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Science with NWChem

NWChem used by thousands of researchers worldwide to investigate questions about chemical processes by applying theoretical techniques to predict the structure, properties, and reactivity of chemical and biological species ranging in size from tens to millions of atoms. With NWChem, researchers can tackle molecular systems including biomolecules, nanostructures, actinide complexes, and materials. NWChem offers an extensive array of highly scalable, parallel computational chemistry methods needed to address scientific questions that are relevant to reactive chemical processes occurring in our everyday environment—photosynthesis, protein functions, and combustion, to name a few. They include a multitude of highly correlated methods, density functional theory (DFT) with an extensive set of exchange-correlation functionals, time-dependent density functional theory (TDDFT), plane-wave DFT with exact exchange and Car-Parrinello, molecular dynamics with AMBER and CHARMM force fields, and combinations of them.

A list of research publications that utilized NWChem can be found here.

Ground State DFT Calculations

The local basis implementation of DFT in NWChem uses Gaussian atom centered Gaussian type orbitals (GTO) and can be used to study molecular, finite clusters and nanosystems. An exhaustive list of exchange-correlation functionals are supported including: traditional DFT, hybrid functionals, meta-type functionals, range-separated forms, double-hybrid functionals and dispersion corrections. All the available exchange-correlation functionals have associated analytic first derivatives and most functionals have associated second derivatives. Relativistic effects can also be included in DFT/HF calculations via the all-electron spin-free and spin–orbit one-electron Douglas–Kroll–Hess (DKH) method and zeroth-order relativistic approximation (ZORA) as well as through effective core (ECP) and spin–orbit (SO) potentials.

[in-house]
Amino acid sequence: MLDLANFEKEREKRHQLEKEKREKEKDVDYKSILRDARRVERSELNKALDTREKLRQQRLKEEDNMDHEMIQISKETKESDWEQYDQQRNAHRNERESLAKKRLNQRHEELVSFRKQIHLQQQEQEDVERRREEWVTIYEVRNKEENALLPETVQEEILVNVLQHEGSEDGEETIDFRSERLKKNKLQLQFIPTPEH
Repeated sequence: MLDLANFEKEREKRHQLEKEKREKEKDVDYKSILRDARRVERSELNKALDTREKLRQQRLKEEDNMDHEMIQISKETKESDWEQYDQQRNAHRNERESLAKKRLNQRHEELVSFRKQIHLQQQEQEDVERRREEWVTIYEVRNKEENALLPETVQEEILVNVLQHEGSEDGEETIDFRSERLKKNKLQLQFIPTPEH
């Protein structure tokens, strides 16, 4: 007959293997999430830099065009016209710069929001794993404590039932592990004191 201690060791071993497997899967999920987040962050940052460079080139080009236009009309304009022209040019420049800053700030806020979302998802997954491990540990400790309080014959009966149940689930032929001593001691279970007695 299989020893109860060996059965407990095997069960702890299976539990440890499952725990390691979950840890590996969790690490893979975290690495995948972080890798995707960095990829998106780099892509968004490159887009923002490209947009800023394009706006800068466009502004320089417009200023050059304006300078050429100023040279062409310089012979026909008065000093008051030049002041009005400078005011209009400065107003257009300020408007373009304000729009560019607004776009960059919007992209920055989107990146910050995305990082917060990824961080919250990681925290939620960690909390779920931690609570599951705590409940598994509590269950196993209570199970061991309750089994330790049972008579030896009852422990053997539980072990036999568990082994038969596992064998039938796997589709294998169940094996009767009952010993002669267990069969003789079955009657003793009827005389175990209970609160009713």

Excited State Calculations with TDDFT

TDDFT has become an attractive and efficient tool for reliable excited-state calculations involving single excitations in a wide range of systems spanning molecules to materials. However, a major drawback lies in the quality of the exchange-correlation functionals. It is well known that various commonly used functionals are reasonably accurate for valence excited states but fall short in the prediction of charge-transfer (CT) and Rydberg states. The recently developed range-separated functionals have been shown to be very encouraging for CT transitions and outperform their non-range-separated counterparts. Results with these functionals are also comparable with very high levels of theory like EOMCC. In addition to an exhaustive list of commonly used exchange-correlation functionals, several range-separated forms have been recently implemented and extensively validated in NWChem.

High Accuracy Is Scalable to Large Problem Sizes

A comprehensive understanding of excited-state processes is crucial in many areas of chemistry, and NWChem has the methodologies capable of providing reliable characterization of excitation energies and excited-state potential energies. Several recent implementations based on the Equation-of-Motion Coupled Cluster (EOMCC) formalism offer a unique chance to address these problems. The largest up-to-date EOMCC calculations demonstrated that taking advantage of ever growing computer power the calculations with the EOMCC methodologies are possible for systems composed of 200-300 correlated electrons.